My partner heads the ceramics area at Cal State Northridge. Arts education and support for working artists is our common passion and because of her leadership on the board with the National Council for the Education of the Ceramic Arts (NCECA), we are determined to ensure that there continues to be a place in the world for makers of all kinds.
If I wasn’t in the entertainment industry I would probably be living in Washington, DC by now because I’m passionate about getting more women elected to public office. The US ranks 85th in the world when it comes to women’s elected representation. In Los Angeles alone, only one of the fifteen city council seats is held by a woman. For me, this disparity is a glaring reminder how far women still are from places of influence in our society.
I also have five rescue pets at home and am a huge advocate for adoption and animal rights.
What is your favorite city and why?
I have a framed map of Chicago in my office. It’s not a particularly rare or beautiful map, just a simple reminder of home. I once read that the more you become entrenched in your career and the more senior you become, the harder it is to keep outside influences from shaping your character in sometimes not-so-great ways. It’s so easy to lose yourself when every day you are bending and maneuvering to meet deadlines and navigate the stress that comes with any job. I always come back to reality and find my center when I think about home. For me, home represents values that are squarely rooted in Chicago – it’s a place of pride, honesty and a work ethic that goes unparalleled. And, the pizza isn’t bad either.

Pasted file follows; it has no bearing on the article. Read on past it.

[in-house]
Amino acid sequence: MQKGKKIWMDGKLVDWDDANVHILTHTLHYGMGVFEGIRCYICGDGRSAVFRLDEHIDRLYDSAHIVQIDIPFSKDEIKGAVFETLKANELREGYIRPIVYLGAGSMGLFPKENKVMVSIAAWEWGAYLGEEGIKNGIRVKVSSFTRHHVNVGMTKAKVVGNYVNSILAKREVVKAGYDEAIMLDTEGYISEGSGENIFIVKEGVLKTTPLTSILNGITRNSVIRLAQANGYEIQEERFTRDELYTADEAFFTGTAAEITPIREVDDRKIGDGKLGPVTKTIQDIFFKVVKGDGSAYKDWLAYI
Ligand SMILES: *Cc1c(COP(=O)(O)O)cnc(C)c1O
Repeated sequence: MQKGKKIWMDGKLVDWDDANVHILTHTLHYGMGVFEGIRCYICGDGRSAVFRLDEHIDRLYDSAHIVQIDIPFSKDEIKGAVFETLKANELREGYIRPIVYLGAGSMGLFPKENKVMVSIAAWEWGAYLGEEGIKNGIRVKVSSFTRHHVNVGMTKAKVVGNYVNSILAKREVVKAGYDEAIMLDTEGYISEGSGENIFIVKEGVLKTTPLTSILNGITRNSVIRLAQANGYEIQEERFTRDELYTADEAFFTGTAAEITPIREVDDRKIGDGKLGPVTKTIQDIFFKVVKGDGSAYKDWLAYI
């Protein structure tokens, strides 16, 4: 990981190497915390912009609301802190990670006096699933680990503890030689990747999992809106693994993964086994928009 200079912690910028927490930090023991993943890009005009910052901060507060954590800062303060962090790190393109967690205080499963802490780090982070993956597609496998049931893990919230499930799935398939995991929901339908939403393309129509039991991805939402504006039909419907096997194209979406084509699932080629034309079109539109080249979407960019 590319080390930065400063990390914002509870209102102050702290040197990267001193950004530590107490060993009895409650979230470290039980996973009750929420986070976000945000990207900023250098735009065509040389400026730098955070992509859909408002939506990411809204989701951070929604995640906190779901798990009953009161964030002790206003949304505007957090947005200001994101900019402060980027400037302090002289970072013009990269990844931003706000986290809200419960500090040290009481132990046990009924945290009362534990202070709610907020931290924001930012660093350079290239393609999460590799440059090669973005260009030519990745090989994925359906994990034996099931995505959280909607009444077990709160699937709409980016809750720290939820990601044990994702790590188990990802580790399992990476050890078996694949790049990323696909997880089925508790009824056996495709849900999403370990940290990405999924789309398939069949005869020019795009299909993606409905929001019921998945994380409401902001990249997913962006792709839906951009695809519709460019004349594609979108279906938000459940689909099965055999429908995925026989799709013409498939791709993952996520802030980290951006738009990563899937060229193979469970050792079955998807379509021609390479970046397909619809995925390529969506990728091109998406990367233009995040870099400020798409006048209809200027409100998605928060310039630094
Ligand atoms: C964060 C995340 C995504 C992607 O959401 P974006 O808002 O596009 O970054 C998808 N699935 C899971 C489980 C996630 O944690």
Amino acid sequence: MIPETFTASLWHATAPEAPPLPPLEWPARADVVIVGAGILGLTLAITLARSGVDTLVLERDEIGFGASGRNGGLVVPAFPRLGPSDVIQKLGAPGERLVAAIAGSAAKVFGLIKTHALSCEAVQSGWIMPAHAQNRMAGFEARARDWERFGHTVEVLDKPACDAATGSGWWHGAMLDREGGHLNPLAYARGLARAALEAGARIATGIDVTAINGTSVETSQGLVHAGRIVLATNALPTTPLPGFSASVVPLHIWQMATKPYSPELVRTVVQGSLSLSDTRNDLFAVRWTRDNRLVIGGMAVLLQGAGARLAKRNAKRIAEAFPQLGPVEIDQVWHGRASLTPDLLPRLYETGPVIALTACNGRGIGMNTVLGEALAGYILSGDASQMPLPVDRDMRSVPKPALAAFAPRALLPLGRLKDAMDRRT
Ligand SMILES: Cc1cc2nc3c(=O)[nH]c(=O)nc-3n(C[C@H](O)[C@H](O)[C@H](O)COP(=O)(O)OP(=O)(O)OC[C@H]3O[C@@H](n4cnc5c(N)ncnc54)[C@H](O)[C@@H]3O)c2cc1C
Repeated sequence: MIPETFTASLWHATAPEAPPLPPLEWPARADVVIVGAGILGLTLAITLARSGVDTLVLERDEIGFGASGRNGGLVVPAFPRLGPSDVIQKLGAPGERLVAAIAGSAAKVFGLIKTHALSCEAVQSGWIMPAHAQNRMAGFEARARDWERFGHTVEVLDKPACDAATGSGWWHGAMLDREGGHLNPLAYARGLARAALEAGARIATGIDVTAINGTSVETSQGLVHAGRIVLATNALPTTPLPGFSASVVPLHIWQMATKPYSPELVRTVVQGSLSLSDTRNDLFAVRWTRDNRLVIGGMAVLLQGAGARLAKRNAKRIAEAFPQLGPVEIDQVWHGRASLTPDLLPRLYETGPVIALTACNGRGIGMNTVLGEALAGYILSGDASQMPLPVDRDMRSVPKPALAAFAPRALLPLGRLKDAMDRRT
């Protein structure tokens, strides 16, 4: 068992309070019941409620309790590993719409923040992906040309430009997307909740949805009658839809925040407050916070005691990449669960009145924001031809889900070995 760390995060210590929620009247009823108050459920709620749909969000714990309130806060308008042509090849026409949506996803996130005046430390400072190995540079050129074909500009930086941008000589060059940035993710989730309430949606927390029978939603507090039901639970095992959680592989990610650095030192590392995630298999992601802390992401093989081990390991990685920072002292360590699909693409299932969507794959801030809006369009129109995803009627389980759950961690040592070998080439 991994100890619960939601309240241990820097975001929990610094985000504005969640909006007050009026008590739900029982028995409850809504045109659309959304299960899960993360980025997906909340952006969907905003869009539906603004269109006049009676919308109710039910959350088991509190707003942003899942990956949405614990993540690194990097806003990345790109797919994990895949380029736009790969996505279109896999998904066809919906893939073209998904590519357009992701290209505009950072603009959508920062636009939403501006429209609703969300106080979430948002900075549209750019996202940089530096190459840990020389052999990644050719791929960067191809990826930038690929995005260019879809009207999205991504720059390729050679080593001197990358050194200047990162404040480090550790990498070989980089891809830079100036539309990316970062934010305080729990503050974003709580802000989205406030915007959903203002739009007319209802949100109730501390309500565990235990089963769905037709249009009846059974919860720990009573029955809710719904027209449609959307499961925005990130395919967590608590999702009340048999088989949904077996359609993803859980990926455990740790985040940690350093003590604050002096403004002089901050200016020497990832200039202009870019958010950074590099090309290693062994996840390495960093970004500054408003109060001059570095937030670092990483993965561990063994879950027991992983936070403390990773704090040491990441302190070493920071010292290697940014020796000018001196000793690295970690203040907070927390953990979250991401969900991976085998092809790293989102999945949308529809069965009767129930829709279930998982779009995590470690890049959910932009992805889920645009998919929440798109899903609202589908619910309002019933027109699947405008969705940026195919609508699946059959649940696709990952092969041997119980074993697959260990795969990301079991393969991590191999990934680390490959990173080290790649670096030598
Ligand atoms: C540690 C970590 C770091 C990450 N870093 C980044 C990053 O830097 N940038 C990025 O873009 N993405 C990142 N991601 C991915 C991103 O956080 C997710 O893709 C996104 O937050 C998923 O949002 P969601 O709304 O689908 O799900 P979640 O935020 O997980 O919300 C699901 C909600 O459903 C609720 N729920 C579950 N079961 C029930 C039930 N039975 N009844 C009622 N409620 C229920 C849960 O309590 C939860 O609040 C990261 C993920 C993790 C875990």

What creative person, e.g. writer, architect, fashion designer, do you most admire and why?
I’m fortunate to be in a creative business and I love working with some of the best minds in the entertainment industry. Our General Manager at Lifetime wows me every day with his innovation, and perseverance….and, like a true creative, he has an insatiable curiosity in and knowledge of all art forms, from literature to music to film to great television content. When I can barely drive myself home after a long day at the office, he’s going to an 11pm show of some underground band I’ve never heard of and then I just wish I was that cool. Not many men would love being at the helm of a woman’s brand as much he does. But, respect for and admiration of women is in his DNA and it inspires all of our work every day.
What advice would you give to other women starting out?
I talk to a lot of women at all places in their careers and, time and time again, I find that they are drastically under-estimating their capabilities. To the woman just starting out: stop reading job descriptions and trying to tick off every box before you even apply for a job. I would love to see women think bigger about how they can contribute and walk into an interview with the strength and confidence of persuading a potential employer on why they are the perfect fit for a job. So often, hiring isn’t about the skills, but about the vision of how you are going to grow and lead in a particular position. Confidence, determination, and passion with a sprinkling of humility will always win.